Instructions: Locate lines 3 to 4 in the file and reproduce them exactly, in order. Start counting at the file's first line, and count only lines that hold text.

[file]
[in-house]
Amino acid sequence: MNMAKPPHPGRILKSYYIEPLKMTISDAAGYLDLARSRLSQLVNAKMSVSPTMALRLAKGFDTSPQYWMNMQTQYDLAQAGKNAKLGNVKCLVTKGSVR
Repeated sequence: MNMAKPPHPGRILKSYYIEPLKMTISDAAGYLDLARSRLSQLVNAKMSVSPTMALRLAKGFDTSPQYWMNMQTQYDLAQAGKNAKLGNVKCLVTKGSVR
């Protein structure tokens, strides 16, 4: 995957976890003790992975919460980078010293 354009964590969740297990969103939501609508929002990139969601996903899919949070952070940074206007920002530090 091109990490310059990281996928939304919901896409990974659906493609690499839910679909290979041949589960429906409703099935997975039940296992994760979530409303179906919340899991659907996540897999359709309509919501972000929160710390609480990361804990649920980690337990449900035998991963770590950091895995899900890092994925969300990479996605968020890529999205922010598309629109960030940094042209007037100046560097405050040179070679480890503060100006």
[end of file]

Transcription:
Repeated sequence: MNMAKPPHPGRILKSYYIEPLKMTISDAAGYLDLARSRLSQLVNAKMSVSPTMALRLAKGFDTSPQYWMNMQTQYDLAQAGKNAKLGNVKCLVTKGSVR
């Protein structure tokens, strides 16, 4: 995957976890003790992975919460980078010293 354009964590969740297990969103939501609508929002990139969601996903899919949070952070940074206007920002530090 091109990490310059990281996928939304919901896409990974659906493609690499839910679909290979041949589960429906409703099935997975039940296992994760979530409303179906919340899991659907996540897999359709309509919501972000929160710390609480990361804990649920980690337990449900035998991963770590950091895995899900890092994925969300990479996605968020890529999205922010598309629109960030940094042209007037100046560097405050040179070679480890503060100006």